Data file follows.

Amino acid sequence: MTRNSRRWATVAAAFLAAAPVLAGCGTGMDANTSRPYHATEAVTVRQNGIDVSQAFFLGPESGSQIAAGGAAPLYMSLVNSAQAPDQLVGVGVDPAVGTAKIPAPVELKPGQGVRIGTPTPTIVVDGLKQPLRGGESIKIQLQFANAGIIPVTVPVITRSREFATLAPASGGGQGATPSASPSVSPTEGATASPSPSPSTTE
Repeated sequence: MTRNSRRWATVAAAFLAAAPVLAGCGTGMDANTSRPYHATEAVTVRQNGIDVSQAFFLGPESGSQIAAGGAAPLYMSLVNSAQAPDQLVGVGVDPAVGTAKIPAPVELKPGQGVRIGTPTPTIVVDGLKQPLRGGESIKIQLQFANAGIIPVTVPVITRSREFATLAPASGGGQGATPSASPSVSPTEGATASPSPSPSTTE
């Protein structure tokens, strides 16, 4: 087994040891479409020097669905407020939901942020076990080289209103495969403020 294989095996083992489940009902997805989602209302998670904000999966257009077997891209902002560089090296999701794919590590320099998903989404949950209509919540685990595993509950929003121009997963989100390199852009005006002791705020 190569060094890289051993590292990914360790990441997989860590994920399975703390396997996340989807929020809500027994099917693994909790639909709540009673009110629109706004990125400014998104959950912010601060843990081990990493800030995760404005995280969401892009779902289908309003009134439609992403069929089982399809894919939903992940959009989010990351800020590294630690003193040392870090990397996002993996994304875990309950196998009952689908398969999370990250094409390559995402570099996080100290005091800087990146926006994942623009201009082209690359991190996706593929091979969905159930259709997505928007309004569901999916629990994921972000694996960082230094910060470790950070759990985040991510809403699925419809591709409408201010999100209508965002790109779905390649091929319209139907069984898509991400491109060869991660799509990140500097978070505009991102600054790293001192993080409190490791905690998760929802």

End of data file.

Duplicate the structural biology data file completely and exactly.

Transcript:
Amino acid sequence: MTRNSRRWATVAAAFLAAAPVLAGCGTGMDANTSRPYHATEAVTVRQNGIDVSQAFFLGPESGSQIAAGGAAPLYMSLVNSAQAPDQLVGVGVDPAVGTAKIPAPVELKPGQGVRIGTPTPTIVVDGLKQPLRGGESIKIQLQFANAGIIPVTVPVITRSREFATLAPASGGGQGATPSASPSVSPTEGATASPSPSPSTTE
Repeated sequence: MTRNSRRWATVAAAFLAAAPVLAGCGTGMDANTSRPYHATEAVTVRQNGIDVSQAFFLGPESGSQIAAGGAAPLYMSLVNSAQAPDQLVGVGVDPAVGTAKIPAPVELKPGQGVRIGTPTPTIVVDGLKQPLRGGESIKIQLQFANAGIIPVTVPVITRSREFATLAPASGGGQGATPSASPSVSPTEGATASPSPSPSTTE
């Protein structure tokens, strides 16, 4: 087994040891479409020097669905407020939901942020076990080289209103495969403020 294989095996083992489940009902997805989602209302998670904000999966257009077997891209902002560089090296999701794919590590320099998903989404949950209509919540685990595993509950929003121009997963989100390199852009005006002791705020 190569060094890289051993590292990914360790990441997989860590994920399975703390396997996340989807929020809500027994099917693994909790639909709540009673009110629109706004990125400014998104959950912010601060843990081990990493800030995760404005995280969401892009779902289908309003009134439609992403069929089982399809894919939903992940959009989010990351800020590294630690003193040392870090990397996002993996994304875990309950196998009952689908398969999370990250094409390559995402570099996080100290005091800087990146926006994942623009201009082209690359991190996706593929091979969905159930259709997505928007309004569901999916629990994921972000694996960082230094910060470790950070759990985040991510809403699925419809591709409408201010999100209508965002790109779905390649091929319209139907069984898509991400491109060869991660799509990140500097978070505009991102600054790293001192993080409190490791905690998760929802």